Many new aquarium owners make the mistake of purchasing hard to care for fish. Or they purchase one of a type of fish that needs a group. Even worse, they buy a group of aggressive fish which end up picking on each other until the numbers are diminished down to one.
In the end, you can’t have to learn these lessons the hard way. Instead, we’ve done the research, worked with a number of aquarium enthusiasts and learned everything we could about these fish. Deciding which is best for your tank is still up to you but hopefully, this information can help you in deciding which fish to add to your aquarium!
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Finding the Best Value in New Fish
Fish are pets; however, they are the pet that is meant for looking and not touching. This doesn’t mean that you don’t care for them, quite the contrary. Because the only way you can show you intend to keep your fish alive is by maintaining a clean and healthy tank then you want to be sure you are only adding fish which benefit the ecosystem you’ve created.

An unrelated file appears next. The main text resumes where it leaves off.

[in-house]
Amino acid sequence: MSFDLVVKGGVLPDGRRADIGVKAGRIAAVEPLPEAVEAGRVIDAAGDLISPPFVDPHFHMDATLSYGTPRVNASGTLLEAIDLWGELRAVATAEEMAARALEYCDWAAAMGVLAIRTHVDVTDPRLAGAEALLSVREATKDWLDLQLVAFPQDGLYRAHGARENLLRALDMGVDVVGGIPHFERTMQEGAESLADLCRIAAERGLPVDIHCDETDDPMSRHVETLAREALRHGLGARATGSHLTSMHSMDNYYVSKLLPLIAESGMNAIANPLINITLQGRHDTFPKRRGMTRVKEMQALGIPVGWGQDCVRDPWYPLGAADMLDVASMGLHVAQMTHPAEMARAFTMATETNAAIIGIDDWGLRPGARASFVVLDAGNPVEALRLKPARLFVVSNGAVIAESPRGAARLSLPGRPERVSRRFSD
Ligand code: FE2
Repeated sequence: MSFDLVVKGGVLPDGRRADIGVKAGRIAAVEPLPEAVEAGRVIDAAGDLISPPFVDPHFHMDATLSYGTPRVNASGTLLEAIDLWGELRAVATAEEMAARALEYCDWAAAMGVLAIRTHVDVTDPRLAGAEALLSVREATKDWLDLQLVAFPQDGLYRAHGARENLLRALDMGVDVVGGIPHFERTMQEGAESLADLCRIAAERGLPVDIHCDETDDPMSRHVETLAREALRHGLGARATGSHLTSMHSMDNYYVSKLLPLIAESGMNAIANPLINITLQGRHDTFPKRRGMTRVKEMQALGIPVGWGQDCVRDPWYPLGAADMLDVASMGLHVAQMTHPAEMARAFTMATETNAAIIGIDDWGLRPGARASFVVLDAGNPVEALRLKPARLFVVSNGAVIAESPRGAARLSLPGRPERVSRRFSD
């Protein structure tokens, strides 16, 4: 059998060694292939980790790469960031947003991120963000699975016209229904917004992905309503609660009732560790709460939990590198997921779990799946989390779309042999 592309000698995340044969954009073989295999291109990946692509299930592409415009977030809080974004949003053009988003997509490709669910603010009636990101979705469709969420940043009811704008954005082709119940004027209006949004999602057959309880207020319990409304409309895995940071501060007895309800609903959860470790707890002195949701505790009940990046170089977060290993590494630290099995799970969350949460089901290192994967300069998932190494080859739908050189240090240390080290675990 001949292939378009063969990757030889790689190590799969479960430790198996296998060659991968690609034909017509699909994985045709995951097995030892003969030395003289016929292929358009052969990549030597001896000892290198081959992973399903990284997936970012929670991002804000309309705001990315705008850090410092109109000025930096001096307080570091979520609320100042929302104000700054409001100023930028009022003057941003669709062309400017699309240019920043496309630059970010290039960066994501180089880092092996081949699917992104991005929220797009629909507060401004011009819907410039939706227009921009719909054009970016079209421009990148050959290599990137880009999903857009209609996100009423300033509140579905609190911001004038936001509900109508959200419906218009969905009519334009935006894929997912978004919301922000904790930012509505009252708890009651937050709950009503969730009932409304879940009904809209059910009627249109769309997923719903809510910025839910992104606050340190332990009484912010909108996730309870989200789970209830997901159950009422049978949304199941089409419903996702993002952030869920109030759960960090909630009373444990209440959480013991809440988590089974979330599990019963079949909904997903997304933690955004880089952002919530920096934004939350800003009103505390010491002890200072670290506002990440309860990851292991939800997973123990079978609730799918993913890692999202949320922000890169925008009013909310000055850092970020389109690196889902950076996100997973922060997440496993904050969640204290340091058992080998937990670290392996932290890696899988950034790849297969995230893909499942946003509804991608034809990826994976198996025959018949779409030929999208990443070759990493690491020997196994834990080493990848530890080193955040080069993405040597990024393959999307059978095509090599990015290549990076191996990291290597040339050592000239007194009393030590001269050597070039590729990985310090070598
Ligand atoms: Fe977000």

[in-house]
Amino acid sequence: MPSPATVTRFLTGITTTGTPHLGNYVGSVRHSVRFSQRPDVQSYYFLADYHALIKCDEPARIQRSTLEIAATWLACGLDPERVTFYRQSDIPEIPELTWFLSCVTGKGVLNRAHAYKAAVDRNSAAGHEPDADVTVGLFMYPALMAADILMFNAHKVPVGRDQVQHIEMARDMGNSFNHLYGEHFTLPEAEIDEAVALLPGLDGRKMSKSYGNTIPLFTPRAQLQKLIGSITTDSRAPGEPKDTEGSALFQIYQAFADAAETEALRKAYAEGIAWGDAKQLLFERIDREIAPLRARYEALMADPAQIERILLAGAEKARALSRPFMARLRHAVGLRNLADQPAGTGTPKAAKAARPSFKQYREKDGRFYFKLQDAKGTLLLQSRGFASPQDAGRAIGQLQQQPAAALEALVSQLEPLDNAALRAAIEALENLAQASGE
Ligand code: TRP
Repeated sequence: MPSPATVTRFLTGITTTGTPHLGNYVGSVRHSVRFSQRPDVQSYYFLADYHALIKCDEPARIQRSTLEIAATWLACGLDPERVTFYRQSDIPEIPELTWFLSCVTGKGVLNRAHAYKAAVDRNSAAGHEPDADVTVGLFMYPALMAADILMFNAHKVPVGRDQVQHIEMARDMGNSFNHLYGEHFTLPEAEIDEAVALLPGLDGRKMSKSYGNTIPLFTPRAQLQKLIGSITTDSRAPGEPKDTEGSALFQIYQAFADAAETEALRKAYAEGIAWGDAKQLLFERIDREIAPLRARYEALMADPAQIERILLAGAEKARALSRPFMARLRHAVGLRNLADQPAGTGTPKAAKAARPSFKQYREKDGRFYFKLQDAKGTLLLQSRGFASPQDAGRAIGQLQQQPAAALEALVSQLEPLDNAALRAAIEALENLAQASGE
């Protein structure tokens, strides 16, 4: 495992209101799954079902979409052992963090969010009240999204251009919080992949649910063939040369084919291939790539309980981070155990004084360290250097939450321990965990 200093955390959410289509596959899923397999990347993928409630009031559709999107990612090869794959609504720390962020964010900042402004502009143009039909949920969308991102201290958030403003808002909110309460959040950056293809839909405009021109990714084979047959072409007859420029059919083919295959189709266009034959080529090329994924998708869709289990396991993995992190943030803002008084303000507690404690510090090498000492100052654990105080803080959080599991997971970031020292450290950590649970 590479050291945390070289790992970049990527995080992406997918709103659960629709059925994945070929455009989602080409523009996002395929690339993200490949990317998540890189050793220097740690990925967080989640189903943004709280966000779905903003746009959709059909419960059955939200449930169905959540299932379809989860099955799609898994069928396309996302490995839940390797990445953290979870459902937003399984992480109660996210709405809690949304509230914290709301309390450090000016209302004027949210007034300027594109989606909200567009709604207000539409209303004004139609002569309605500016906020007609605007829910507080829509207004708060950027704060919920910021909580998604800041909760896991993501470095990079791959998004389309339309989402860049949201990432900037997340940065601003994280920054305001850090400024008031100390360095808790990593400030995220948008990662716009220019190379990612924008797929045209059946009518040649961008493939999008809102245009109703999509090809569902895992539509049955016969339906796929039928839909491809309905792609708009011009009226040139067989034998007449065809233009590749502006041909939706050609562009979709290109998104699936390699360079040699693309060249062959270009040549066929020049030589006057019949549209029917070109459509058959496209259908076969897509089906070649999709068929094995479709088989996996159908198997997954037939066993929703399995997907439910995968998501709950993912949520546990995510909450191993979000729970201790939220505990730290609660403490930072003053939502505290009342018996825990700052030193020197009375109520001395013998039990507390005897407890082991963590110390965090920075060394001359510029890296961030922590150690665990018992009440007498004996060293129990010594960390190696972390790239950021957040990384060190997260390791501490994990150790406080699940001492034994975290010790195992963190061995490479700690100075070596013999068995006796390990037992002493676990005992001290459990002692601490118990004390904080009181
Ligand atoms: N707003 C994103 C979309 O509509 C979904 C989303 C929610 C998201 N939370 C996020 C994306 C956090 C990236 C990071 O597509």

The first question you should ask when adding any new fish to your aquarium is, how many fish do you already have. Keep in mind you should only introduce two or three new fish into a tank at once. Then consider that your nitrogen cycle will see the effect of this addition. Add fish in moderation and always be sure to not overpopulate your fish tank!
The next thing to consider is:
- Easy to feed
- Grow to an appropriate size for your tank
- Compatible with any fish you already have
- Not aggressive
- Tolerate the water conditions of your tank
Many aquarium enthusiasts love taking on schooling fish but make the mistake of purchasing tetras. Tetras are an aquarium favorite but are sensitive and need more water maintenance. Adding in tetras calls for constant monitoring.